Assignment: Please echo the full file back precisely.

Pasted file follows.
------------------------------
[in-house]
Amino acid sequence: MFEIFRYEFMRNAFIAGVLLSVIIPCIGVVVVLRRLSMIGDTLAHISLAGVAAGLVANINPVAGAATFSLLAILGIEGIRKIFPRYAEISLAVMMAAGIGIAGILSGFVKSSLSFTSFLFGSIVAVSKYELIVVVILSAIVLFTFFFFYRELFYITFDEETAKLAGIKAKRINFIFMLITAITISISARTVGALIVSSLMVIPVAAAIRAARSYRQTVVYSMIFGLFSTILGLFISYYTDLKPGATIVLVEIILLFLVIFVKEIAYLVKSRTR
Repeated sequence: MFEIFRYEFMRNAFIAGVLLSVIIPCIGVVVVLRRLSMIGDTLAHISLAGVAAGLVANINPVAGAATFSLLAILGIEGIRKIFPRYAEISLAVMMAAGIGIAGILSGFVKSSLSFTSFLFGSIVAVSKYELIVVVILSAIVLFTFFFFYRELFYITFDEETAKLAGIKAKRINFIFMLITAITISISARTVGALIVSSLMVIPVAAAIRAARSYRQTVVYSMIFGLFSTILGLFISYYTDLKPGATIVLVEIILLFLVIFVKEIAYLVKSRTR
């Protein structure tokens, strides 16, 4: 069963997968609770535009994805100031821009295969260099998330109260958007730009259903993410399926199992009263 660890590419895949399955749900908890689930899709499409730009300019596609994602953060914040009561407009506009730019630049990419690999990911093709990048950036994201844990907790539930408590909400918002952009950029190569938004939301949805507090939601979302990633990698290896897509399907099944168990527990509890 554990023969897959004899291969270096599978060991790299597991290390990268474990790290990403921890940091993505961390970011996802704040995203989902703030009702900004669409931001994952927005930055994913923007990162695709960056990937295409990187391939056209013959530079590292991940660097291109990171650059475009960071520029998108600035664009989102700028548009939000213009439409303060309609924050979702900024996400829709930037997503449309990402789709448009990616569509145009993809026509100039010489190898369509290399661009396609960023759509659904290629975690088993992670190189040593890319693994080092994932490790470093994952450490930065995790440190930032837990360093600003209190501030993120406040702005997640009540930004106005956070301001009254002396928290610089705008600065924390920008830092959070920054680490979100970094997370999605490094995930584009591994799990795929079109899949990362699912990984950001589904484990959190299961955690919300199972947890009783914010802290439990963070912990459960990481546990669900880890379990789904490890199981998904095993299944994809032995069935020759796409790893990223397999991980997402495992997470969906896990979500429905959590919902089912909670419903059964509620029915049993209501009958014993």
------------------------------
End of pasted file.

[in-house]
Amino acid sequence: MFEIFRYEFMRNAFIAGVLLSVIIPCIGVVVVLRRLSMIGDTLAHISLAGVAAGLVANINPVAGAATFSLLAILGIEGIRKIFPRYAEISLAVMMAAGIGIAGILSGFVKSSLSFTSFLFGSIVAVSKYELIVVVILSAIVLFTFFFFYRELFYITFDEETAKLAGIKAKRINFIFMLITAITISISARTVGALIVSSLMVIPVAAAIRAARSYRQTVVYSMIFGLFSTILGLFISYYTDLKPGATIVLVEIILLFLVIFVKEIAYLVKSRTR
Repeated sequence: MFEIFRYEFMRNAFIAGVLLSVIIPCIGVVVVLRRLSMIGDTLAHISLAGVAAGLVANINPVAGAATFSLLAILGIEGIRKIFPRYAEISLAVMMAAGIGIAGILSGFVKSSLSFTSFLFGSIVAVSKYELIVVVILSAIVLFTFFFFYRELFYITFDEETAKLAGIKAKRINFIFMLITAITISISARTVGALIVSSLMVIPVAAAIRAARSYRQTVVYSMIFGLFSTILGLFISYYTDLKPGATIVLVEIILLFLVIFVKEIAYLVKSRTR
């Protein structure tokens, strides 16, 4: 069963997968609770535009994805100031821009295969260099998330109260958007730009259903993410399926199992009263 660890590419895949399955749900908890689930899709499409730009300019596609994602953060914040009561407009506009730019630049990419690999990911093709990048950036994201844990907790539930408590909400918002952009950029190569938004939301949805507090939601979302990633990698290896897509399907099944168990527990509890 554990023969897959004899291969270096599978060991790299597991290390990268474990790290990403921890940091993505961390970011996802704040995203989902703030009702900004669409931001994952927005930055994913923007990162695709960056990937295409990187391939056209013959530079590292991940660097291109990171650059475009960071520029998108600035664009989102700028548009939000213009439409303060309609924050979702900024996400829709930037997503449309990402789709448009990616569509145009993809026509100039010489190898369509290399661009396609960023759509659904290629975690088993992670190189040593890319693994080092994932490790470093994952450490930065995790440190930032837990360093600003209190501030993120406040702005997640009540930004106005956070301001009254002396928290610089705008600065924390920008830092959070920054680490979100970094997370999605490094995930584009591994799990795929079109899949990362699912990984950001589904484990959190299961955690919300199972947890009783914010802290439990963070912990459960990481546990669900880890379990789904490890199981998904095993299944994809032995069935020759796409790893990223397999991980997402495992997470969906896990979500429905959590919902089912909670419903059964509620029915049993209501009958014993």